A well-known and very significant incident at the Texas Linguistics Conference held in the autumn of 1969 (Huck & Goldsmith pp. 115, 125, 134, 161–2) bears witness to this ugly turn of events. During discussion time after Chomsky’s lecture, Ross was about to present some counterexamples to Chomsky’s generalizations but Chomsky wouldn’t let him finish, interjecting that counterexamples were irrelevant, whereupon “Haj just turned around and walked away while Chomsky went on with his interruption” (Huck & Goldsmith p. 134). Postal’s comment, as given in Huck & Goldsmith (ib.), was: “Ross’s gesture signaled that this was a breakdown of communication, that he felt that Chomsky had broken the rules. Which I believe he had.” And he had indeed, in a major way. In a long footnote (p. 162), Postal adds: “One clear implication was that disagreeing with Chomsky, even then the most renowned and influential person in the field, would have a high price. A second was that the controversies which had arisen were not being treated by Chomsky as (only) technical matters to be resolved in normal scientific ways but as somehow sufficiently threatening to induce strong emotional responses and even clear violations of normal standards.” The matter thus became a question of ethics, more than of academic right or wrong. Chomsky had not only betrayed  himself and his generative semanticist followers and students but he had also broken the ethical code of academe. From then on, any rational exchange of ideas or arguments between the generative semanticists and Chomsky and his group became impossible: what remained was hostility. And, given the balance of power as it was, it was inevitable that Chomsky would win. But at what price…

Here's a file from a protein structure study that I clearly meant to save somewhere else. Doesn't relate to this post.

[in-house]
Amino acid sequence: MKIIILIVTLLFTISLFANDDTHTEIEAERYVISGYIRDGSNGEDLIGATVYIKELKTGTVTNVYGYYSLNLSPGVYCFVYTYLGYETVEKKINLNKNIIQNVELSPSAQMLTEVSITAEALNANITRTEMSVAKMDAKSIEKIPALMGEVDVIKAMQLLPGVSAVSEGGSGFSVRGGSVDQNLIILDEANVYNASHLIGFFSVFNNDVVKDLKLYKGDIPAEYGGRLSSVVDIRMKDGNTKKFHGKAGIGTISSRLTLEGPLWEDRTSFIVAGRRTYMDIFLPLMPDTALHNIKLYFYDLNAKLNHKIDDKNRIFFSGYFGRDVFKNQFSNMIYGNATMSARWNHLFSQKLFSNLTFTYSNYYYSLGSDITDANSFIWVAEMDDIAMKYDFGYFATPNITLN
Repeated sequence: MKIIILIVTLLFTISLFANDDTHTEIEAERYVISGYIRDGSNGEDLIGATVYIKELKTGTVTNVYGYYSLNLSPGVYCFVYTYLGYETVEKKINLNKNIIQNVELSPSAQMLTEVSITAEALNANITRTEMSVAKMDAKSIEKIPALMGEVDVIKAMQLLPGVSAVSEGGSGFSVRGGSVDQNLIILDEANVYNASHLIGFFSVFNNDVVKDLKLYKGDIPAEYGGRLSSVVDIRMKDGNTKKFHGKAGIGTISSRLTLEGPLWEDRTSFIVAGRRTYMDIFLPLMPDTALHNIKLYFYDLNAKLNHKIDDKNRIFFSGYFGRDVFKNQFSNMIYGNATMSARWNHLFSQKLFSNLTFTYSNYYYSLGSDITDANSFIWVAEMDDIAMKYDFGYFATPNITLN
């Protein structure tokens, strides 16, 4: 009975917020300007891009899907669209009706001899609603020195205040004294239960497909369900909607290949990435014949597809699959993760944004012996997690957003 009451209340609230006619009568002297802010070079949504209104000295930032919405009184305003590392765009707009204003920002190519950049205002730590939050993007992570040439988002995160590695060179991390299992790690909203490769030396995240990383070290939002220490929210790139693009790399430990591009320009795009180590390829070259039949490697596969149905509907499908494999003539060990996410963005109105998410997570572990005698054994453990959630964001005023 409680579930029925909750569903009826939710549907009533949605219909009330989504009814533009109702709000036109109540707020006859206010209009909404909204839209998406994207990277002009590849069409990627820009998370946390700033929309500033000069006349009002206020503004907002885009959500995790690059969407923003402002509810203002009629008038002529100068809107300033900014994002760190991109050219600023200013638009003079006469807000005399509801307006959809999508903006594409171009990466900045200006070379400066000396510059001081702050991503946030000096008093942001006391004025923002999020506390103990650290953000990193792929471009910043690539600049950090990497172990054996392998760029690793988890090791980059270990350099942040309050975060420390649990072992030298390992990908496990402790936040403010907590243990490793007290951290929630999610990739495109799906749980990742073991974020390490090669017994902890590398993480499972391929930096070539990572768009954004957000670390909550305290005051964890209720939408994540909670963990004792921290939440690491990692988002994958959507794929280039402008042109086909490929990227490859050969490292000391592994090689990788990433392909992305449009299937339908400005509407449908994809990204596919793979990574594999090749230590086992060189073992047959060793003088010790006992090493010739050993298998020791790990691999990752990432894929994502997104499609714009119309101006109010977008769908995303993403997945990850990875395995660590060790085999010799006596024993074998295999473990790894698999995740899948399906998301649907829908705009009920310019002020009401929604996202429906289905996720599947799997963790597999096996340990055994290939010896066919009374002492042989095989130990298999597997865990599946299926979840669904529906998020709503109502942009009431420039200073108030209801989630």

I myself was only marginally involved, as I did not belong to the MIT tribe. But I had published my PhD-thesis Operators and Nucleus in 1968, and I had written a few articles, all in the GS spirit. Having met Chomsky personally in 1966 at Frits Staal’s home in Amsterdam, I met him again at MIT in early December 1970, at the start of a month-long visit, naïvely unaware of the change that had taken place. On that occasion, he treated me in the rudest possible manner, after which others quickly explained to me what was going on. I remember having a feeling of great disappointment, which, fuelled as it was by multiple later manifestations of academic impropriety, has deepened over the years into moral abhorrence.